Finally, the major difference between Derek’s format and mine was in grading. My grading was essentially a 0/1 system: either you did the project, or you didn’t. This made grading a little easier, and I am guessing (based on the psychology literature) made the project more enjoyable for the students. There were a couple of projects where I suspect the student did not put in much work, but only a couple. Those who did the project wanted to do it. (I did not really grade the projects, but I did read all of them to provide comments and feedback).

I was happy with the results. This is the first course where students see proofs in any sort of serious way, and the proofs they do see typically require them to just move one step beyond a definition. Thus, I did not expect sophisticated proofs. But the students worked hard and made interested conjectures (and a couple proved a theorem). The worst part is that I forgot to bring my camera, so there were no pictures.

The students also enjoyed it. I did a brief survey. Here are the results for the rating scale questions—”1″ means “Not much” and “5” means “A lot” (I averaged the numbers together for convenience, not for correctness).

1. How much did you learn from doing the projects? 3.86
2. How much did you enjoy and/or get a sense of accomplishment from doing the project? 4.43
3. How worthwhile was it to see posters of other people’s projects? 4.00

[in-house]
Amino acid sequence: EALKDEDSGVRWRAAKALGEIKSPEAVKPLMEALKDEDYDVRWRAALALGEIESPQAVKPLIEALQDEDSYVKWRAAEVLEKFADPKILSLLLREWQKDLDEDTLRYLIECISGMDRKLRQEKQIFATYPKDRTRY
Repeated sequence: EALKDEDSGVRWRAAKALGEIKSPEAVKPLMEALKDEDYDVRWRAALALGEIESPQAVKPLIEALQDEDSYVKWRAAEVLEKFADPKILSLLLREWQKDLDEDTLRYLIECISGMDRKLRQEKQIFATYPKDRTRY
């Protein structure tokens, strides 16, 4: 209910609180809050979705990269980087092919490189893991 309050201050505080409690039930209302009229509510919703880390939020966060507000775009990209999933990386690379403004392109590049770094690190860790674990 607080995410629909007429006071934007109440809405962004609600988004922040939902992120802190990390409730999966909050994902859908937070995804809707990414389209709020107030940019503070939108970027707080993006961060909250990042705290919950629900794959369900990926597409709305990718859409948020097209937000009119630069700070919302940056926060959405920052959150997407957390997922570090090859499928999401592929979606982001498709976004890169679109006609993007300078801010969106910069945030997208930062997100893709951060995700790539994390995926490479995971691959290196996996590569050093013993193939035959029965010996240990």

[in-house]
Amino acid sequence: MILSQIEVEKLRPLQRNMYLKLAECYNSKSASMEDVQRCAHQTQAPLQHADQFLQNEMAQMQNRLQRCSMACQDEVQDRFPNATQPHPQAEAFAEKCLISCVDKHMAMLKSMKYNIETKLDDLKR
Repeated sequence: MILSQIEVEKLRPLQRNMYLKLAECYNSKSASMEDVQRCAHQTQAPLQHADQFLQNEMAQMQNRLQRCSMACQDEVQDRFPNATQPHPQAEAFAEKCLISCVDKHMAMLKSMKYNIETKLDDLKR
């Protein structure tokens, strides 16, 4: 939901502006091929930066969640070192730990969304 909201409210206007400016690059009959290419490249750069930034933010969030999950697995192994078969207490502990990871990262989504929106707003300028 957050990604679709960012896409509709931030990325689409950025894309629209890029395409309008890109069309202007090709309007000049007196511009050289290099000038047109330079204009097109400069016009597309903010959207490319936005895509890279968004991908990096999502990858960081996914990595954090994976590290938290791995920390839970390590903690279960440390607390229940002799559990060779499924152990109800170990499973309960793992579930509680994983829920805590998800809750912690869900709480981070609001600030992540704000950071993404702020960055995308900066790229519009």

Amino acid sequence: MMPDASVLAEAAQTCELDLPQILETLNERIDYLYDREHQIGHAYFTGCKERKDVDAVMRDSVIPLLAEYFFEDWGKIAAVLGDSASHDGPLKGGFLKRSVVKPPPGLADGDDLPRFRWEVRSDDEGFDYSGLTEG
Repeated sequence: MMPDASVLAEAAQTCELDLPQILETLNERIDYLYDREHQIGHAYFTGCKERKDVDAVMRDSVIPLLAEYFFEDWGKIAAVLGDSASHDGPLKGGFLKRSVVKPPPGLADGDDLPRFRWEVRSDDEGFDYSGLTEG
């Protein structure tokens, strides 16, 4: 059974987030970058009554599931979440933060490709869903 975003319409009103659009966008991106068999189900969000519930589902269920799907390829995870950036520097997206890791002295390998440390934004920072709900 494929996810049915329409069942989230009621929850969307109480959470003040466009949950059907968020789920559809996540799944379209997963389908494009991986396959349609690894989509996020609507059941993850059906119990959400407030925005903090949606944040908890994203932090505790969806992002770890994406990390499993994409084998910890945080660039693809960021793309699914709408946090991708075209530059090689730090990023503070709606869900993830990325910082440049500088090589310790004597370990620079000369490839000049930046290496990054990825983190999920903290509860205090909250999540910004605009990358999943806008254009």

A couple of interesting points about the data:

1. One student said that he/she did not spend enough time, and this got in the way of learning and enjoyment. If this student’s numbers are omitted, the averages for the first two questions become 4.00 and 4.62, respectively.
2. I surveyed everyone in the course on the last question—even those who did not do projects. The people who did not do projects averaged 3.00 on the last question; people who did projects averaged 4.36.

I will end with some selected comments, the first three of which really warm a linear algebra teacher’s heart.

1. “Learned that proofs are important and nothing can be assumed about patterns and their continuation.”
2. “I learned the importance of a proof!”
3. “I think it was a very good idea to have a project applicable to linear algebra…I did learn that without a solid proof of something, it can be easy for someone to prove you wrong :)”
4. “I learned a new thinking style of how to observe from the inside and outside perspective of problems.”
5. “…I mostly learned how to work by myself/teach myself something new.”
6. “I learned a lot about working in $\LaTeX$ and a lot about discovering things on my own about mathematical concepts.”
7. “It was just enjoyable to ‘nerd out’ over a math project and to explore different topics w/o the aid of a professor (no offense…)”
8. “I found myself losing track of time, quite enjoyable.”
9. “Well actually it drove me nuts but it was fun.”
10. “I enjoyed doing the project because it made me think more deeply on the question.”
11. “It solidified a lot of the concepts we learned in class + helped a lot in learning to organize a long math document.”
12. “It was painful to go through it first, but playing the ‘game’ and argue it with friends was such fun during that time.”
13. “I know that I would have really enjoyed it if I had put more time + effort into it. It was fun to have something to work towards.”
14. “I learned that procrastinating is a terrible idea and that I need to be patient when working stuff out because I will figure it out eventually.”
15. “I liked the feeling when it was all done and I knew all the work I put into it was worthwhile.”
16. “The math was OK until I figured it out then it was great.”